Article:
אסתר ז:ג ...אִם מָצָאתִי חֵן בְּעֵינֶיךָ הַמֶּלֶךְ וְאִם עַל הַמֶּלֶךְ טוֹב תִּנָּתֶן לִי נַפְשִׁי בִּשְׁאֵלָתִי וְעַמִּי בְּבַקָּשָׁתִי. ז:ד כִּי נִמְכַּרְנוּ אֲנִי וְעַמִּי לְהַשְׁמִיד לַהֲרוֹג וּלְאַבֵּד וְאִלּוּ לַעֲבָדִים וְלִשְׁפָחוֹת נִמְכַּרְנוּ הֶחֱרַשְׁתִּי כִּי אֵין הַצָּר שֹׁוֶה בְּנֵזֶק הַמֶּלֶךְ.
Esth 7:3 … If Your Majesty will do me the favor, and if it pleases Your Majesty, let my life be granted me as my wish, and my people as my request. 7:4 For we have been sold, my people and I, to be destroyed, massacred, and exterminated. Had we only been sold as bondmen and bondwomen, I would have kept silent; for the adversary is not worthy that the king be damaged.
Esther’s comment implies that Haman’s plan will cause damage not only to her people but to the king himself. The story continues:
אסתר ז:ה וַיֹּאמֶר הַמֶּלֶךְ אֲחַשְׁוֵרוֹשׁ וַיֹּאמֶר לְאֶסְתֵּר הַמַּלְכָּה מִי הוּא זֶה וְאֵי זֶה הוּא אֲשֶׁר מְלָאוֹ לִבּוֹ לַעֲשׂוֹת כֵּן. ז:ו וַתֹּאמֶר אֶסְתֵּר אִישׁ צַר וְאוֹיֵב הָמָן הָרָע הַזֶּה וְהָמָן נִבְעַת מִלִּפְנֵי הַמֶּלֶךְ וְהַמַּלְכָּה.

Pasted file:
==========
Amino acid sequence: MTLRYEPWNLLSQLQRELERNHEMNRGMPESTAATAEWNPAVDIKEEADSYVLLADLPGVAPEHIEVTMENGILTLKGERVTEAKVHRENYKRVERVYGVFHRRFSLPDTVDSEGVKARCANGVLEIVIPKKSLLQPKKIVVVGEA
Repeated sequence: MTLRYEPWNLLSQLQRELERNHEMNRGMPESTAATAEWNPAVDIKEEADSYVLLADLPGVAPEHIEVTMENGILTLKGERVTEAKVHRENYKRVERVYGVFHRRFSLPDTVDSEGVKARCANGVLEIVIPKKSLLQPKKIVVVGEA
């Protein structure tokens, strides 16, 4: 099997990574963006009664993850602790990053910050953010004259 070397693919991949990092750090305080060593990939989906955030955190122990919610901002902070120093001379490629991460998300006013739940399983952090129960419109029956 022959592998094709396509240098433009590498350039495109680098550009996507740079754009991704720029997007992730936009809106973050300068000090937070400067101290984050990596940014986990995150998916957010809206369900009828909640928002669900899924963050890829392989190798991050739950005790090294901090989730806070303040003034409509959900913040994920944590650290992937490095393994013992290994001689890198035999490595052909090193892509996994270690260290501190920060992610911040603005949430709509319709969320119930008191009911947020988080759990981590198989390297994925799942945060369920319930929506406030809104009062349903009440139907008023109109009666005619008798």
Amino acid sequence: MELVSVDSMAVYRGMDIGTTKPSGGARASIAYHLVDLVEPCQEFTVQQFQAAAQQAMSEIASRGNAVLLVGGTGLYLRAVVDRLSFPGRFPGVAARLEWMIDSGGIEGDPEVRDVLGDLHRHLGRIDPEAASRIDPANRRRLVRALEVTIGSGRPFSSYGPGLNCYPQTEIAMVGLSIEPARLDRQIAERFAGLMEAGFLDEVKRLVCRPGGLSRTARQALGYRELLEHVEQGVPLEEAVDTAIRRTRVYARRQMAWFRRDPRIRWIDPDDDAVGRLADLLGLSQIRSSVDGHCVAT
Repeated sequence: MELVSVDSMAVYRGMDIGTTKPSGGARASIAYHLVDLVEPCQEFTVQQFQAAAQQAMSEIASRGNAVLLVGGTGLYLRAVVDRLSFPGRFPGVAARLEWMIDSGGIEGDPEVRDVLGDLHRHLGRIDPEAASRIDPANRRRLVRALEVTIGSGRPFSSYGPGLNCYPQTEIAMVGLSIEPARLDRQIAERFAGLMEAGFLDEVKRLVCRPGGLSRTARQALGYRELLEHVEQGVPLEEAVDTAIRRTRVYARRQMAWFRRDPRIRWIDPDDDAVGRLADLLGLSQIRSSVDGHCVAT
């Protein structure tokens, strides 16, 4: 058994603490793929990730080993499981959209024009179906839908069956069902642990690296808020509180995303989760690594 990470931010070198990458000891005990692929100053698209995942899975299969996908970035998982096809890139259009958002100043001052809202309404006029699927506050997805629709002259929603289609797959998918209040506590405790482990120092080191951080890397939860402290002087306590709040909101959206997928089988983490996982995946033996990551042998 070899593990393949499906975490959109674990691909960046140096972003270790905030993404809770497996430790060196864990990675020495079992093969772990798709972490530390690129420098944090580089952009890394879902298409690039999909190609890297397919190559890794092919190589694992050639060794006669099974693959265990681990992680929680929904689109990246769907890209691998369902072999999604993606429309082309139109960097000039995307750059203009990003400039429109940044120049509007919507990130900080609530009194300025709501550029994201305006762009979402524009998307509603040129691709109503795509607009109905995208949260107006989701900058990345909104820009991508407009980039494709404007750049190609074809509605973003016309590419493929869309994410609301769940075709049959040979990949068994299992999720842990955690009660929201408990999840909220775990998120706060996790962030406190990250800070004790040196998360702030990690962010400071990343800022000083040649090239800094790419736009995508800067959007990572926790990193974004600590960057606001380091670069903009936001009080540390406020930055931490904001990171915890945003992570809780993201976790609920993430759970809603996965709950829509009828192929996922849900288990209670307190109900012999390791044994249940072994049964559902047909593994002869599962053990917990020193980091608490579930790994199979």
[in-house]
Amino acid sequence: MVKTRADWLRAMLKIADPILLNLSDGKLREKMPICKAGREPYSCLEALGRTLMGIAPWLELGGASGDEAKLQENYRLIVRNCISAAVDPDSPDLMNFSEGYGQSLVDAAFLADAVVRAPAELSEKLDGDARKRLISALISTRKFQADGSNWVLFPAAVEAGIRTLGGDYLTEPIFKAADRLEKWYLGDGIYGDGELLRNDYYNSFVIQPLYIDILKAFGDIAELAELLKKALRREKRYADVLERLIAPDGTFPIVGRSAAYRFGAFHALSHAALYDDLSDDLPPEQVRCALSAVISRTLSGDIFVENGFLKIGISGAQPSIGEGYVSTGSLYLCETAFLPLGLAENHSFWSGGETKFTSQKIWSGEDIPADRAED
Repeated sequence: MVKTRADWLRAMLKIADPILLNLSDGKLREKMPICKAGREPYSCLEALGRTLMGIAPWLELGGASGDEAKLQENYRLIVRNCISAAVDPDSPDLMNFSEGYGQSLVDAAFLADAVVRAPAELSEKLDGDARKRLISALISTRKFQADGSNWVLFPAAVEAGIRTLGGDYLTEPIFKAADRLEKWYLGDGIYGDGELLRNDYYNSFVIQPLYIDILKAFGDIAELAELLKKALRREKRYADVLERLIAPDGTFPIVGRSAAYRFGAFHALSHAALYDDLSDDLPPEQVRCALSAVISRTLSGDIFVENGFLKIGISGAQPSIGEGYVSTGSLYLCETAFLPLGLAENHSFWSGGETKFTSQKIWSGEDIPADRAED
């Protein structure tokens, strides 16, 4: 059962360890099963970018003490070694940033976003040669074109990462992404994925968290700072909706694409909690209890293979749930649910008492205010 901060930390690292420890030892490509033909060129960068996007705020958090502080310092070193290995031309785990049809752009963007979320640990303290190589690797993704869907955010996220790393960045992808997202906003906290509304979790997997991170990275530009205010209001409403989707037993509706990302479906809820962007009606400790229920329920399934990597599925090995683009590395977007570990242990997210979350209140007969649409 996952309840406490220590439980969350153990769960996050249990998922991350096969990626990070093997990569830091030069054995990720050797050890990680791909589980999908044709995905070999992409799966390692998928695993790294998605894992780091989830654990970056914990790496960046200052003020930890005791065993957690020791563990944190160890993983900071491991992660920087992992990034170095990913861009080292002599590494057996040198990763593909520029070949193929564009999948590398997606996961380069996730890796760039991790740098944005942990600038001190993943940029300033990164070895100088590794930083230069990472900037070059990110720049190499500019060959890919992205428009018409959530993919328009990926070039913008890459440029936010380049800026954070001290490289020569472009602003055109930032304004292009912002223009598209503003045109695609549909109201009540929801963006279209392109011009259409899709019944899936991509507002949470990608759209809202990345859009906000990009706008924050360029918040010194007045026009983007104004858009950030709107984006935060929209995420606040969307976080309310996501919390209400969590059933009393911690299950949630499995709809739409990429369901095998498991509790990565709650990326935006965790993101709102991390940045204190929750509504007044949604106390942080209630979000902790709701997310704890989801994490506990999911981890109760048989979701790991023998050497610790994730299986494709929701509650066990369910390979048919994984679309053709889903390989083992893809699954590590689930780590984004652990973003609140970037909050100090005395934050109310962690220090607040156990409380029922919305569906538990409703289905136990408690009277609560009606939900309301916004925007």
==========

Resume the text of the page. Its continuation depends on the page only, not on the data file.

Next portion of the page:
Esth 7:5 Thereupon King Ahasuerus demanded of Queen Esther, "Who is he and where is he who dared to do this?" 7:6 Esther replied: “The adversary and enemy is this evil Haman!” And Haman cringed in terror before the king and the queen.
In his fury and surprise at this revelation, Ahasuerus storms out to the royal garden. This brief time-lapse creates suspense for the reader and gives the king a moment to consider his response to Esther’s accusations. Perhaps he is not sure who to believe – his queen or his vizier.
Step 2—Haman at Esther’s Feet
Haman takes the opportunity of the king’s absence to plead with Esther for his own life, but this too ends up turning Ahasuerus against him:
אסתר ז:ח וְהַמֶּלֶךְ שָׁב מִגִּנַּת הַבִּיתָן אֶל בֵּית מִשְׁתֵּה הַיַּיִן וְהָמָן נֹפֵל עַל הַמִּטָּה אֲשֶׁר אֶסְתֵּר עָלֶיהָ וַיֹּאמֶר הַמֶּלֶךְ הֲגַם לִכְבּוֹשׁ אֶת הַמַּלְכָּה עִמִּי בַּבָּיִת...
Esth 7:8 When the king returned from the palace garden to the banquet room, Haman was lying prostrate on the couch on which Esther reclined. The king said: “Does he mean to ravish the queen in my own palace?”
Whatever doubts the king may have entertained as to Haman’s disloyalty are erased by the scene before him. This is not merely a case of an overly jealous husband. In the ancient Near East, sleeping with a monarch’s wife is tantamount to usurping his throne, as is evident from several biblical stories:
- Ish-Boshet, the son of Saul, is alarmed when Saul’s general, Abner, lay with his father’s concubine precisely because he suspects the general of treason against the house of Saul (2 Sam 3:6–8).